DNA can be somewhat of a contentious and confusing issue but for someone like me it is incredibly helpful and slots in well with solid research when tracing a family tree. DNA has shown me that you can’t always believe oral history handed down through the family and you can’t always believe the formal documentation that more often than not you use for proof.
It was thanks to a DNA test that I “met” a very close match online. I thought I had thoroughly researched my family history over three generations but this relationship did not appear and given the match, it should have. I have a huge amount of collated information, oral family history, birth certificates, court notes, newspaper articles that I have used to prove that William Shute, my grandmother’s husband, is my grandfather. My match was descended from the Doherty’s so we compared notes/trees and realised that my Shute connection was unlikely. A descendant of my supposed grandfather William Shute kindly agreed to have her DNA tested and there was no match.
My grandmother separated from her husband very early in her marriage and to all intents and purposes Jack Doherty became her husband and my mother’s father. My mother was told that Jack was not her biological father when she had to provide a birth certificate on her marriage. Her birth had been registered under William Shutes name probably to ensure her legitimacy. My mother was very distressed to be told that Jack was not her biological father but she always regarded him as her father and the man that had raised and loved her.
For me, this makes DNA testing worthwhile and our family celebrated the confirmation that our Pop was definitely our biological grandfather as well as the Pop we loved. I can imagine this would not be the experience in other cases and why some are wary of having their DNA checked.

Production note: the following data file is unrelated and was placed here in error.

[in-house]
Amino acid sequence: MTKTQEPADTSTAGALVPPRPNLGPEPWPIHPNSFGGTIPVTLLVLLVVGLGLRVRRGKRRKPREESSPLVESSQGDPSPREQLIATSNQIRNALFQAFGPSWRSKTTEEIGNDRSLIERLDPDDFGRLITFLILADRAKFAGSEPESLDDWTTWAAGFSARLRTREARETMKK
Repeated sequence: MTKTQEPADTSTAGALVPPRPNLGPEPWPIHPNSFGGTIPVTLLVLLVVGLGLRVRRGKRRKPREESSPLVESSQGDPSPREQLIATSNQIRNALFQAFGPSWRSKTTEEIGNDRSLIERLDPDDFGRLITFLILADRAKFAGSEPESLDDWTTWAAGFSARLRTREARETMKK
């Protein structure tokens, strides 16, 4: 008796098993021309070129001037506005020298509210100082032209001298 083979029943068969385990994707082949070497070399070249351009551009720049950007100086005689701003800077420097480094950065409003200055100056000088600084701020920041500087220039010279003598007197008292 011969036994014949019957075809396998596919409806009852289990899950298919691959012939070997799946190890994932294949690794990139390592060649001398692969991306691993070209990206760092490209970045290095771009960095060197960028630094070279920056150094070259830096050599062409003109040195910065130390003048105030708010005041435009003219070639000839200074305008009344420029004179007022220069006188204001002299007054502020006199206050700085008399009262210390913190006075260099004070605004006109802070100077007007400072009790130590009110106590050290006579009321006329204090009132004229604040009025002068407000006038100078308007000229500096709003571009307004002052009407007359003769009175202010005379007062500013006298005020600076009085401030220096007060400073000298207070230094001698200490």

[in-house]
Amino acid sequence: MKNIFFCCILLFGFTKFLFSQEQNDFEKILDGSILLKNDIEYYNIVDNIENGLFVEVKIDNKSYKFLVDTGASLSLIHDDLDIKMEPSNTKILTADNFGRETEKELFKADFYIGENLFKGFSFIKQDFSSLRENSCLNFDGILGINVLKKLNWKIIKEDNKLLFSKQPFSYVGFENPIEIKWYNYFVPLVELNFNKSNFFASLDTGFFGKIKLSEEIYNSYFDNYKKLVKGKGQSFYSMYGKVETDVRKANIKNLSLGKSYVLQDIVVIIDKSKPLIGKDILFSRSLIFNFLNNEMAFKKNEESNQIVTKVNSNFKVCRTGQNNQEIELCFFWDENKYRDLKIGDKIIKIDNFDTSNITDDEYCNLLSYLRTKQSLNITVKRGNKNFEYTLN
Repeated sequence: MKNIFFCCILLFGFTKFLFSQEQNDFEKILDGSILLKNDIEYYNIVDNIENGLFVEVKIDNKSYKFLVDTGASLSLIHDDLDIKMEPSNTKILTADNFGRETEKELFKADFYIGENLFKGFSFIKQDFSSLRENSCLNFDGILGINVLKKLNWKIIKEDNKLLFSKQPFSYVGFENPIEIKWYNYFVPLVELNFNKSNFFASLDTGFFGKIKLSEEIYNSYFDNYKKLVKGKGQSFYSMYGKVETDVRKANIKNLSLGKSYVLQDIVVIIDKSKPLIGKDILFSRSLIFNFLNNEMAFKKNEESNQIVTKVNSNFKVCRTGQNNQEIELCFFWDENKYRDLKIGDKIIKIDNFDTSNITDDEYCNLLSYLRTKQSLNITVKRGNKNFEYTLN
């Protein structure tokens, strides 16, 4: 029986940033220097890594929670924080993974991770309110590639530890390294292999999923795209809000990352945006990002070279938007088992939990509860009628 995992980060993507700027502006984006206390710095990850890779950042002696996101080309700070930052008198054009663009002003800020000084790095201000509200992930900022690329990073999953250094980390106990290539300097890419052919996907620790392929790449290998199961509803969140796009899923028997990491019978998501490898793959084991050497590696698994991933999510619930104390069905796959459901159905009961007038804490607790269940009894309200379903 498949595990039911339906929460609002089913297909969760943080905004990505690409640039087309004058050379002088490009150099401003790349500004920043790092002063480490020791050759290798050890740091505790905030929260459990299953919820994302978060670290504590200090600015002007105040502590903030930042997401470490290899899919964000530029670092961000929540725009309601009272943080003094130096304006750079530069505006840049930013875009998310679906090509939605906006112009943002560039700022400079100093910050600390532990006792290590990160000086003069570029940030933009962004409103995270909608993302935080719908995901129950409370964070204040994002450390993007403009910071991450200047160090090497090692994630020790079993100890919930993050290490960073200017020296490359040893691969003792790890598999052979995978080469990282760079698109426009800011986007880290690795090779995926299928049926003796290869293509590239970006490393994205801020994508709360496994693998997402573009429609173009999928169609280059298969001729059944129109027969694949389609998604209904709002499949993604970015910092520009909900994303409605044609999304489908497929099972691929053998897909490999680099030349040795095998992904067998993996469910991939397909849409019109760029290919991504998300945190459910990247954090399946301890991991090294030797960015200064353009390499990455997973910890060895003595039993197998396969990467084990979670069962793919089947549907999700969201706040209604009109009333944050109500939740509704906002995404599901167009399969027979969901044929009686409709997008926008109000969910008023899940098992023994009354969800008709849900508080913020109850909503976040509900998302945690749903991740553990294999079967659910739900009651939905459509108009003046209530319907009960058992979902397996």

The one brick wall that causes me the most grief is for my 4 x great grandfather Hugh Chisholm. Even my Chisholm family history mentor and cousin Audrey from New Zealand haven’t been able to help me crack where he was born. I know from my DNA and the link is in Scotland but I can’t seem to shift him from England when he married in Yorkshire in 1795. He was a miner so I am now checking all records that I can find with the name Chisholm or similar who had an occupation as a miner as it was a job that was almost automatically taken up by the children. Fingers crossed something comes to light
Just so I won’t get lost decided to post the April prompts on my blog. Now to think about what I am going to write.
Week 14 (April 1-7): Brick Wall
Week 15 (April 8-14): DNA
Week 16 (April 15-21): Out of Place
Week 17 (April 22-28): At Worship
The prompt for Week 8 of 52 Ancestors is 52 weeks is Family Photo. So many photos in this category, which one did I treasure the most. My eyes turned initially to the oldest and then I thought it is easy to overlook the treasures that are being created in your own lifetime so I have chosen a family photo taken in 1957.
The Children of Charles and Hazel Biggs. Margaret Rose, Colin John (holding Anthony Roy) and Carolyn Mary. The photo was taken in the lounge room of the family home at 34 Highgate Street, Bexley in 1957.
It was a big event to have our photo professionally taken and we were dressed in our best clothes. Colin in his school uniform and Margaret and I in our dresses beautifully and lovingly made by our mother. Don’t be fooled by that perfect looking young man in the middle, he was always full of mischief and on the go. It is a wonder that they managed to get him to sit still for the duration of the shoot or at the very least taken the photographer’s camera apart to see how it worked.